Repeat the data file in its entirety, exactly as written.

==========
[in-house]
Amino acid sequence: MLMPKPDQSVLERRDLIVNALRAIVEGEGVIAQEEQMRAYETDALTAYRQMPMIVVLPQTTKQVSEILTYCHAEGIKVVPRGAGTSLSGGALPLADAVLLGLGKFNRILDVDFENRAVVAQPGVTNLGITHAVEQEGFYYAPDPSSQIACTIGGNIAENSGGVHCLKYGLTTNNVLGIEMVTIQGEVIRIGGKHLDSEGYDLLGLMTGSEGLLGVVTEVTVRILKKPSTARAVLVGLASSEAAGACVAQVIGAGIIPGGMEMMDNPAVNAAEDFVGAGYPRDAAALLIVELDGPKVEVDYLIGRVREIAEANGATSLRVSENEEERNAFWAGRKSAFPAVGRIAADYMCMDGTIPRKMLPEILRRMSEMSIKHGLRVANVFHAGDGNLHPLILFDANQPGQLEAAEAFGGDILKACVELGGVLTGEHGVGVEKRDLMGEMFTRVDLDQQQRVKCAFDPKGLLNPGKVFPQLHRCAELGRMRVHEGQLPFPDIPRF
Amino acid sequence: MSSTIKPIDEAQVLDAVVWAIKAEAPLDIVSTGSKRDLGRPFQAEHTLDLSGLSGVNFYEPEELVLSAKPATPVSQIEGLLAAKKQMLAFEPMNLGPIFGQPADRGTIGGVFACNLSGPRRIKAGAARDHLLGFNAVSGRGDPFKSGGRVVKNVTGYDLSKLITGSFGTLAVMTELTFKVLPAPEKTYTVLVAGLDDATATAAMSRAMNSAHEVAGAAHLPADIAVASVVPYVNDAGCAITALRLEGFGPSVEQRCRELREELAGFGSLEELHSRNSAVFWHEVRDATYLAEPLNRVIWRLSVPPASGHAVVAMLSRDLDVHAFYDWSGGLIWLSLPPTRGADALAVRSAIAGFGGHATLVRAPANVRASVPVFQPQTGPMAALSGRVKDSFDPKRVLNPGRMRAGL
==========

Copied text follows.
[in-house]
Amino acid sequence: MLMPKPDQSVLERRDLIVNALRAIVEGEGVIAQEEQMRAYETDALTAYRQMPMIVVLPQTTKQVSEILTYCHAEGIKVVPRGAGTSLSGGALPLADAVLLGLGKFNRILDVDFENRAVVAQPGVTNLGITHAVEQEGFYYAPDPSSQIACTIGGNIAENSGGVHCLKYGLTTNNVLGIEMVTIQGEVIRIGGKHLDSEGYDLLGLMTGSEGLLGVVTEVTVRILKKPSTARAVLVGLASSEAAGACVAQVIGAGIIPGGMEMMDNPAVNAAEDFVGAGYPRDAAALLIVELDGPKVEVDYLIGRVREIAEANGATSLRVSENEEERNAFWAGRKSAFPAVGRIAADYMCMDGTIPRKMLPEILRRMSEMSIKHGLRVANVFHAGDGNLHPLILFDANQPGQLEAAEAFGGDILKACVELGGVLTGEHGVGVEKRDLMGEMFTRVDLDQQQRVKCAFDPKGLLNPGKVFPQLHRCAELGRMRVHEGQLPFPDIPRF
Amino acid sequence: MSSTIKPIDEAQVLDAVVWAIKAEAPLDIVSTGSKRDLGRPFQAEHTLDLSGLSGVNFYEPEELVLSAKPATPVSQIEGLLAAKKQMLAFEPMNLGPIFGQPADRGTIGGVFACNLSGPRRIKAGAARDHLLGFNAVSGRGDPFKSGGRVVKNVTGYDLSKLITGSFGTLAVMTELTFKVLPAPEKTYTVLVAGLDDATATAAMSRAMNSAHEVAGAAHLPADIAVASVVPYVNDAGCAITALRLEGFGPSVEQRCRELREELAGFGSLEELHSRNSAVFWHEVRDATYLAEPLNRVIWRLSVPPASGHAVVAMLSRDLDVHAFYDWSGGLIWLSLPPTRGADALAVRSAIAGFGGHATLVRAPANVRASVPVFQPQTGPMAALSGRVKDSFDPKRVLNPGRMRAGL